Until they met, the coach and the quarterback were only particles of matter in the universe of college football, moving around the map, looking for a place to stay, a place that would hug them and offer them the opportunity to pursue a dream that With each fall that passed it seemed farther and farther.
A phone call from Ed Orgeron, the Louisiana state coach a year after his tenure, to Joe Burrow, the transferred Ohio state graduate with 39 pass attempts in three years, began the cosmos. A dinner of crabs at Baton Rouge gave clues about the fate that two shooting stars were about to cross, becoming brighter as they approached.
Monday night, after more records fell, after LSU stormed past defending champion Clemson 42-25 in the bloodthirsty New Orleans Superdome to finish 15-0 and win their fourth national championship, Orgeron and It took Burrow a while to meet. Each was surrounded by a mass of cameras and anxious human energy, an electricity that created separate orbits that were slowly advancing towards a stage that was being set up on the 10-yard line closest to the Tigerland Gold Band.
To get to this elevated platform, where ESPN Rece Davis was waiting for him to greet him, Orgeron had to go home. Interestingly, he did not want to return to his mother’s gumbo made as he likes, with eggs, chicken and sausages. He wanted to stay in Los Angeles at the USC, but he was not given another option. In 2013, he returned with his family and started again.
Burrow’s rise to the top was in the other direction. The native of Athens, Ohio, had to leave his home to discover the greatness he had inside.
Of all places, Louisiana, a steamy and easily ridiculed loser of a state with less than 5 million residents, was the winner.
On that podium with the National College Football Playoff championship trophy shining in gold, just like his wife’s blazer, all Orgeron had to do was say the word “Louisiana” and the building silenced everything that came later. Save this:
“A team, a beat!” Orgeron shouted.
He then talked about his quarterback, who was not good enough to start with three Ohio State teams that didn’t win this trophy but went to LSU and won the Heisman Trophy and threw a 463-yard CFP record and five touchdown passes , breaking the Football Bowl subdivision record with 60 for the year. He also ran for a score.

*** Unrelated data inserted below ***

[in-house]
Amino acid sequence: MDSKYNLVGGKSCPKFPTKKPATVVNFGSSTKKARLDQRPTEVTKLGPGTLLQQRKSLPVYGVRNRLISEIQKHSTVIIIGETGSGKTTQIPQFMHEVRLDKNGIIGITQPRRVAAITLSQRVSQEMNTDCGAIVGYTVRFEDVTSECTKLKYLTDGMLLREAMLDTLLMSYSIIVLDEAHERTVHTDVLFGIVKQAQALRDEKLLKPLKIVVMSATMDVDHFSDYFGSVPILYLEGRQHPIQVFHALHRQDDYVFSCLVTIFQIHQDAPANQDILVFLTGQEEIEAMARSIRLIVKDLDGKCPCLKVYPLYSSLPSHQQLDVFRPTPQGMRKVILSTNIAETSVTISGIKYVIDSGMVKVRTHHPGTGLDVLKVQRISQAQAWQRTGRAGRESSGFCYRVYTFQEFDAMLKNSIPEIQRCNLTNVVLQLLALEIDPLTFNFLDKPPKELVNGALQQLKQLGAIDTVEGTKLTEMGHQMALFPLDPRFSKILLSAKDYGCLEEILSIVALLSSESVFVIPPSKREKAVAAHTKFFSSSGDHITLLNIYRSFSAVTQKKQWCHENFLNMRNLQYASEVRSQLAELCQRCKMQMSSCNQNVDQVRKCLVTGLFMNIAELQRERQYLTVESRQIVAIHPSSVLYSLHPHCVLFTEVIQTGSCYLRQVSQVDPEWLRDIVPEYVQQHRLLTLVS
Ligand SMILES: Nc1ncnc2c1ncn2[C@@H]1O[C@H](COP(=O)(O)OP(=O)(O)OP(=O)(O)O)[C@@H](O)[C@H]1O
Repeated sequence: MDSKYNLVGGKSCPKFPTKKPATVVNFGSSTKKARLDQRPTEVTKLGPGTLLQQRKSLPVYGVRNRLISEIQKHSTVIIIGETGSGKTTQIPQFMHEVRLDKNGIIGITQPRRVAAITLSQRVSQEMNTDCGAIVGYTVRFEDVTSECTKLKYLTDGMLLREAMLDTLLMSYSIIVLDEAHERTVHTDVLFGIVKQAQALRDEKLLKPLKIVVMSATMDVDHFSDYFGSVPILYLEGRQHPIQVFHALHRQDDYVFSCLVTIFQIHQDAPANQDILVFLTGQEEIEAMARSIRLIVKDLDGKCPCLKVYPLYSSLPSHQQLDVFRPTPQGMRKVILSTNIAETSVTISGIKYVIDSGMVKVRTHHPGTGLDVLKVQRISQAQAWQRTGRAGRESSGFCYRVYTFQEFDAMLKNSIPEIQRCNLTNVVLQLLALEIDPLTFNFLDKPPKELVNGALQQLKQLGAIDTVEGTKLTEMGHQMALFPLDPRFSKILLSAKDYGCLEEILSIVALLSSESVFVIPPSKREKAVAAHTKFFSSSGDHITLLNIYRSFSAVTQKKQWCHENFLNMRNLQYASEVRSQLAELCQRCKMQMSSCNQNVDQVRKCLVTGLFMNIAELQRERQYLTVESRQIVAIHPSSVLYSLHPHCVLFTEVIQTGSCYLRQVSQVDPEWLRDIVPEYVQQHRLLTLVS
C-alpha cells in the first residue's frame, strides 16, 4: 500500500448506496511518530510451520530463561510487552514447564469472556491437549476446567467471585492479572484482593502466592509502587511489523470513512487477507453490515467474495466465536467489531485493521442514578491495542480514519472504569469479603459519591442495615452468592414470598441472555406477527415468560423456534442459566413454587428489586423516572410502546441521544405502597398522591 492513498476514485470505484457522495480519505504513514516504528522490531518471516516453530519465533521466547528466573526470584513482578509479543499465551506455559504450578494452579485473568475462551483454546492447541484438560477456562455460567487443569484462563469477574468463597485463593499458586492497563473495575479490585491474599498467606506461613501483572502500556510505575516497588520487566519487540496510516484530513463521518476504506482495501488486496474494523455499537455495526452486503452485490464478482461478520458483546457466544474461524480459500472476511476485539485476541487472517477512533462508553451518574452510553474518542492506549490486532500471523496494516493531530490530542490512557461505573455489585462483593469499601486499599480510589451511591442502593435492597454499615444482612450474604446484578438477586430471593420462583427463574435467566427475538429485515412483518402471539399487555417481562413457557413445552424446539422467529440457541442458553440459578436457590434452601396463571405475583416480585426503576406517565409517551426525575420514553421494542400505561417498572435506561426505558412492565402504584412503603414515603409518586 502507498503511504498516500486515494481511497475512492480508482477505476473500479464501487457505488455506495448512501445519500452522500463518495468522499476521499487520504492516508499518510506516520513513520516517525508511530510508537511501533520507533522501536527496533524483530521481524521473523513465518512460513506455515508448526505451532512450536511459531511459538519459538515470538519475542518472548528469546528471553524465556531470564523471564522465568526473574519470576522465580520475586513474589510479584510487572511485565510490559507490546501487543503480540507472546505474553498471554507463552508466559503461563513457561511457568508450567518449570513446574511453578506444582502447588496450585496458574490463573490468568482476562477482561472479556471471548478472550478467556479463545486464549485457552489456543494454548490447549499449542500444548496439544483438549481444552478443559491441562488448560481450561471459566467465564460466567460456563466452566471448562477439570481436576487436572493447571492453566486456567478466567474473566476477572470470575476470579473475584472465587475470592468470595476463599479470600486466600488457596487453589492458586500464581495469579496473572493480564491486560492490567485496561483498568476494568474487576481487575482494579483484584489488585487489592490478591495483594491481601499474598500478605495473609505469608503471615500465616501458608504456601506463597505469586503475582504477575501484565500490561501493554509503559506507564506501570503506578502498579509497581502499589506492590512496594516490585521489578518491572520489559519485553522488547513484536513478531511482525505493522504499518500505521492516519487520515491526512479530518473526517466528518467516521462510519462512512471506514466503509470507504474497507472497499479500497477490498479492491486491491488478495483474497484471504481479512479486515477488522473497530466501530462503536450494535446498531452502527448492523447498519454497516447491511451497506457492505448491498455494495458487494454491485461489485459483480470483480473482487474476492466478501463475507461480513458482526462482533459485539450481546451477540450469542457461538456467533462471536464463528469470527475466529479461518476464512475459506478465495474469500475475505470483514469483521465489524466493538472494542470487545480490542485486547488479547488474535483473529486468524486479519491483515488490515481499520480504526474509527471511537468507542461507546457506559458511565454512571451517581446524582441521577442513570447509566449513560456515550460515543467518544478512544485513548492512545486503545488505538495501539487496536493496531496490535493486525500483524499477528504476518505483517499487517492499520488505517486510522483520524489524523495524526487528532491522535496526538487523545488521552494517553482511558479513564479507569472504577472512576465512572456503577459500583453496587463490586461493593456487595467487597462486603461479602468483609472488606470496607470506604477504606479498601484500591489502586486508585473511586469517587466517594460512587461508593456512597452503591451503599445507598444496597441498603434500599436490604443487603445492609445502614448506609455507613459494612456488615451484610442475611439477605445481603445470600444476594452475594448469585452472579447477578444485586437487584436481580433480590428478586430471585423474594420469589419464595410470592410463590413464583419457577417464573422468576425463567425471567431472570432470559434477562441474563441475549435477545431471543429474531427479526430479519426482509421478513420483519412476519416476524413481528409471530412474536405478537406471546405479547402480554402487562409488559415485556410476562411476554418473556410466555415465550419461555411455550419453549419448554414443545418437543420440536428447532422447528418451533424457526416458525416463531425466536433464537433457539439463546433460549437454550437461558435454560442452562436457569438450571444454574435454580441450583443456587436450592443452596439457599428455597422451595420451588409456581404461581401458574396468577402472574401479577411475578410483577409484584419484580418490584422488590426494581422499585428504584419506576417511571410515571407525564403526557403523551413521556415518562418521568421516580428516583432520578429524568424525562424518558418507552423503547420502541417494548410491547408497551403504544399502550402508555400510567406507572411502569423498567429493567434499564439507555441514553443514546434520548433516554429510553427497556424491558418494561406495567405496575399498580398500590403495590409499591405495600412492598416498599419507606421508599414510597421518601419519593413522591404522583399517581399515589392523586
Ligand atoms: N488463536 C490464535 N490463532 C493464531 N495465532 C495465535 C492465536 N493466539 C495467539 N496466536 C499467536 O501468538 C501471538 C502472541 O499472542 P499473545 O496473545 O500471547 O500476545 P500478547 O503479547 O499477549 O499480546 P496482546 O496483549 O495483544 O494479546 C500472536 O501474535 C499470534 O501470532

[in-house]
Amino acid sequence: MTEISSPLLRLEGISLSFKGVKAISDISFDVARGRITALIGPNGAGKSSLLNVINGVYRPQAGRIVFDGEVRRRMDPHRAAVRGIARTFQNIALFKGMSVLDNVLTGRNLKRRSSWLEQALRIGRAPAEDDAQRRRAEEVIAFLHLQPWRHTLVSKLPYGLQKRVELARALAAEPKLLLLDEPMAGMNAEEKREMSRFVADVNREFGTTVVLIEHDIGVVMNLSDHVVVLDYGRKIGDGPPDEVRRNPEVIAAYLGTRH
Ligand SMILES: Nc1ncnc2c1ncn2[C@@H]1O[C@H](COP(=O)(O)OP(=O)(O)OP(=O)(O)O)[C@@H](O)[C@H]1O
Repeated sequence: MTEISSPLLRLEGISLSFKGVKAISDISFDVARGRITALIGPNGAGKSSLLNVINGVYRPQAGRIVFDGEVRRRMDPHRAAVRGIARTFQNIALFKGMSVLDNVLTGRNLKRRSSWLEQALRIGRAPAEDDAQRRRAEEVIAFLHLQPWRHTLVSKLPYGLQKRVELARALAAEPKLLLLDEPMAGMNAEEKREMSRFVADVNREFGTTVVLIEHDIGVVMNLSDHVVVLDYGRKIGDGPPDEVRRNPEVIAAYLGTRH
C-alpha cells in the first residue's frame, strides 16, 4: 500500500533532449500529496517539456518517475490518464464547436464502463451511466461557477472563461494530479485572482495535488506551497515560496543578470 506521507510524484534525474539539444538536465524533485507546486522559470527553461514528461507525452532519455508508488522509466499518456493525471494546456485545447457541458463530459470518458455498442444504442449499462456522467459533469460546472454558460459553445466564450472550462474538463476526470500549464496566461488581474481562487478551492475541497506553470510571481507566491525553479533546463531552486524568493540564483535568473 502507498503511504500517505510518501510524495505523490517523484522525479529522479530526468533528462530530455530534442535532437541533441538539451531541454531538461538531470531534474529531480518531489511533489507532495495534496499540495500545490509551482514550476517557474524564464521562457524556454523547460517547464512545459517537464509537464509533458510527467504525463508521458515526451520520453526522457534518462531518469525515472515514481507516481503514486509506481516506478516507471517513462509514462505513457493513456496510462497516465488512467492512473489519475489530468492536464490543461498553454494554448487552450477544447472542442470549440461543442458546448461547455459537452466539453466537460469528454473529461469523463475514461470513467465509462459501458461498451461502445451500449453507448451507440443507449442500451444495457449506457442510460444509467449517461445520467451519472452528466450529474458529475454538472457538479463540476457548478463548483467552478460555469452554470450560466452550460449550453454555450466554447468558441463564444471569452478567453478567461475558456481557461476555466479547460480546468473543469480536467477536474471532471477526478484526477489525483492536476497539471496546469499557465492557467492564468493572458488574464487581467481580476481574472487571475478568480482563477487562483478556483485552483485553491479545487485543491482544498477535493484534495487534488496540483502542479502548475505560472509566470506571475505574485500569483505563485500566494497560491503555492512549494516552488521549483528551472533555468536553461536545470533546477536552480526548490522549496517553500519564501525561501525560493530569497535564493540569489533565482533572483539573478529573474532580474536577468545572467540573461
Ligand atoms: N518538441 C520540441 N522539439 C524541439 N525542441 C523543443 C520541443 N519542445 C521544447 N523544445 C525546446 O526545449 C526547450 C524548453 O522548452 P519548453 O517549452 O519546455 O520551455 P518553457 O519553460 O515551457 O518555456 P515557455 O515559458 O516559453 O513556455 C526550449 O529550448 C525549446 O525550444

“He is one of the best players in the history of LSU,” Orgeron said earlier. “It’s in a soap box for the state of Louisiana and LSU. We’re very grateful for Joe Burrow.”
Only after Burrow grabbed the microphone and spent his time in the spotlight thanking everyone, from the team chefs to the team staff: “It’s not just me and coach O, we’re all,” he said. Burrow and Orgeron met and hugged.
The world had marveled at his connection at the Heisman ceremony, where Burrow cried when he reached the part of his story where Orgeron got into his life, hitting energy drinks. Everyone could see them act once more on Monday night, and in the coming weeks, reflections on their magic will be made.
Is it LSU, which eliminated seven top 10 teams out of 15 wins, an FBS record, one of the best teams of all time?
“Not yet,” Burrow said of the reflections. “We’re still celebrating. Give us a couple of days.
Did Burrow have the best season for a quarterback in history? USC legend Matt Leinart said he thought he did it on his Twitter account, so that was something.
While Orgeron and Burrow can now share Louisiana as a home, Clemson would be happy to never come back.
Playing in his fourth fight for the national championship in five years, this game has become the home of the Tigers. You could play on the moon, and Clemson would come out the door acting as if he were the owner of the place.
But LSU forced quarterback Trevor Lawrence and Clemson’s number 1 scoring defense out of his comfort zone.
As the night progressed, it was definitely a road game for the Dabo Swinney Tigers.
“It was the night of LSU,” said the coach after seeing that the winning streak of his team’s 29 games broke.
It was Louisiana night, and it was just beginning. No one understood that more than Orgeron’s mother, Coco, a native of Larose, who speaks Cajun French fluently.
He watched his son celebrate in the field from a wheelchair, received congratulations at every step, and found her out of the locker room. He leaned down to kiss him before celebrating more with his now unlimited soccer program.
“I am very proud of you,” said Coco.
He wore socks with tiger stripes and a white sweater that said “GEAUX” in purple seams, and he was asked to summarize everything, this movement of destinies that would have been unimaginable before the coach and the quarterback decided to form a team. In the winter of 2018.
“Everything ended today,” he said, “all dreams and desires, and we have to start all over again for next year.” We have to keep wishing. “
Next year? Already?
“Well, you have to plan!” He said with a wink and a smile, knowing very well that there was no one who could have planned this.